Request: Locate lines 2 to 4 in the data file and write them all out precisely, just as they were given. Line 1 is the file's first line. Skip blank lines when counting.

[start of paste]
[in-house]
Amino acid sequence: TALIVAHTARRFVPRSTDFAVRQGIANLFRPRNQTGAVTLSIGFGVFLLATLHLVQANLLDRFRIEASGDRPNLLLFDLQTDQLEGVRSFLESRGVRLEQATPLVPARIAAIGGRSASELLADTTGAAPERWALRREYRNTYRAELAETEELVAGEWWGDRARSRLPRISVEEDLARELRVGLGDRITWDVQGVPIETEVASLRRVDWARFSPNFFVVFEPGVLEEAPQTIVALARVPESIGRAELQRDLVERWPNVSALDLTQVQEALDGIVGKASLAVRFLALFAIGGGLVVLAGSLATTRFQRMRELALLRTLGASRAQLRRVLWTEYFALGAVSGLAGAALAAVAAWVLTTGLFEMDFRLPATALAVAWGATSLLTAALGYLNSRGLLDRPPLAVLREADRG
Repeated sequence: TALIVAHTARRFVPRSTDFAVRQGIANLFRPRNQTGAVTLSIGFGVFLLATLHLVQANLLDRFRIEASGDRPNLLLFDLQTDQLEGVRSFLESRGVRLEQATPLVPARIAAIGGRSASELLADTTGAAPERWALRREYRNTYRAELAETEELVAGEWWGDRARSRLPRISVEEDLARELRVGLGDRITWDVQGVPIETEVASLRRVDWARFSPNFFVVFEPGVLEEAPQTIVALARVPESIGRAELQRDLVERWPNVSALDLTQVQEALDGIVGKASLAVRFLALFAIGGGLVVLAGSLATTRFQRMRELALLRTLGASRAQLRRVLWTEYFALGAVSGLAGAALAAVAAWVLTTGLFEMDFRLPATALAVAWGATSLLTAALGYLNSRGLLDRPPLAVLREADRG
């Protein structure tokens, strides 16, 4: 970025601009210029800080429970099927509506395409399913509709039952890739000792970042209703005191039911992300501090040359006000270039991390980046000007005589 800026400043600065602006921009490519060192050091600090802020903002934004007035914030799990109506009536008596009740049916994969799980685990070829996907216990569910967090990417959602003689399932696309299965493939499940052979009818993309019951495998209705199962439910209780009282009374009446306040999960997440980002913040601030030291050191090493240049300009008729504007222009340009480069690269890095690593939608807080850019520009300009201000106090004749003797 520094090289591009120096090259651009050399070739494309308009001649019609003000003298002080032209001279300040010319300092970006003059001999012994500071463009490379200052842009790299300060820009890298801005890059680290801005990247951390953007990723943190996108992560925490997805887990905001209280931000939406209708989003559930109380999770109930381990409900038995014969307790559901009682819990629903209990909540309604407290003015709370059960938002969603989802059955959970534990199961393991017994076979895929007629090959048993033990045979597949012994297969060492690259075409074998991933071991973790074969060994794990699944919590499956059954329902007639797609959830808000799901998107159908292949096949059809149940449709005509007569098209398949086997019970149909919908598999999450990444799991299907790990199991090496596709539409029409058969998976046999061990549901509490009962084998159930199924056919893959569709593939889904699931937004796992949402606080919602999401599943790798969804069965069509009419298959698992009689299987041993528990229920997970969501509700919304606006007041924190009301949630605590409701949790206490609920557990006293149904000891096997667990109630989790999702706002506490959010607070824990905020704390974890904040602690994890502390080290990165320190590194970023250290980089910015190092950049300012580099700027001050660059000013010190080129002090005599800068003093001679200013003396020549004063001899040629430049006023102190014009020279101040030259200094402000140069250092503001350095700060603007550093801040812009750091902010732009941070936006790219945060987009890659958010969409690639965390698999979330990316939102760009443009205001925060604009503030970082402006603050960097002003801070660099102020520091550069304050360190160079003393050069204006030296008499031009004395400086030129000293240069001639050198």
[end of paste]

Amino acid sequence: TALIVAHTARRFVPRSTDFAVRQGIANLFRPRNQTGAVTLSIGFGVFLLATLHLVQANLLDRFRIEASGDRPNLLLFDLQTDQLEGVRSFLESRGVRLEQATPLVPARIAAIGGRSASELLADTTGAAPERWALRREYRNTYRAELAETEELVAGEWWGDRARSRLPRISVEEDLARELRVGLGDRITWDVQGVPIETEVASLRRVDWARFSPNFFVVFEPGVLEEAPQTIVALARVPESIGRAELQRDLVERWPNVSALDLTQVQEALDGIVGKASLAVRFLALFAIGGGLVVLAGSLATTRFQRMRELALLRTLGASRAQLRRVLWTEYFALGAVSGLAGAALAAVAAWVLTTGLFEMDFRLPATALAVAWGATSLLTAALGYLNSRGLLDRPPLAVLREADRG
Repeated sequence: TALIVAHTARRFVPRSTDFAVRQGIANLFRPRNQTGAVTLSIGFGVFLLATLHLVQANLLDRFRIEASGDRPNLLLFDLQTDQLEGVRSFLESRGVRLEQATPLVPARIAAIGGRSASELLADTTGAAPERWALRREYRNTYRAELAETEELVAGEWWGDRARSRLPRISVEEDLARELRVGLGDRITWDVQGVPIETEVASLRRVDWARFSPNFFVVFEPGVLEEAPQTIVALARVPESIGRAELQRDLVERWPNVSALDLTQVQEALDGIVGKASLAVRFLALFAIGGGLVVLAGSLATTRFQRMRELALLRTLGASRAQLRRVLWTEYFALGAVSGLAGAALAAVAAWVLTTGLFEMDFRLPATALAVAWGATSLLTAALGYLNSRGLLDRPPLAVLREADRG
């Protein structure tokens, strides 16, 4: 970025601009210029800080429970099927509506395409399913509709039952890739000792970042209703005191039911992300501090040359006000270039991390980046000007005589 800026400043600065602006921009490519060192050091600090802020903002934004007035914030799990109506009536008596009740049916994969799980685990070829996907216990569910967090990417959602003689399932696309299965493939499940052979009818993309019951495998209705199962439910209780009282009374009446306040999960997440980002913040601030030291050191090493240049300009008729504007222009340009480069690269890095690593939608807080850019520009300009201000106090004749003797 520094090289591009120096090259651009050399070739494309308009001649019609003000003298002080032209001279300040010319300092970006003059001999012994500071463009490379200052842009790299300060820009890298801005890059680290801005990247951390953007990723943190996108992560925490997805887990905001209280931000939406209708989003559930109380999770109930381990409900038995014969307790559901009682819990629903209990909540309604407290003015709370059960938002969603989802059955959970534990199961393991017994076979895929007629090959048993033990045979597949012994297969060492690259075409074998991933071991973790074969060994794990699944919590499956059954329902007639797609959830808000799901998107159908292949096949059809149940449709005509007569098209398949086997019970149909919908598999999450990444799991299907790990199991090496596709539409029409058969998976046999061990549901509490009962084998159930199924056919893959569709593939889904699931937004796992949402606080919602999401599943790798969804069965069509009419298959698992009689299987041993528990229920997970969501509700919304606006007041924190009301949630605590409701949790206490609920557990006293149904000891096997667990109630989790999702706002506490959010607070824990905020704390974890904040602690994890502390080290990165320190590194970023250290980089910015190092950049300012580099700027001050660059000013010190080129002090005599800068003093001679200013003396020549004063001899040629430049006023102190014009020279101040030259200094402000140069250092503001350095700060603007550093801040812009750091902010732009941070936006790219945060987009890659958010969409690639965390698999979330990316939102760009443009205001925060604009503030970082402006603050960097002003801070660099102020520091550069304050360190160079003393050069204006030296008499031009004395400086030129000293240069001639050198």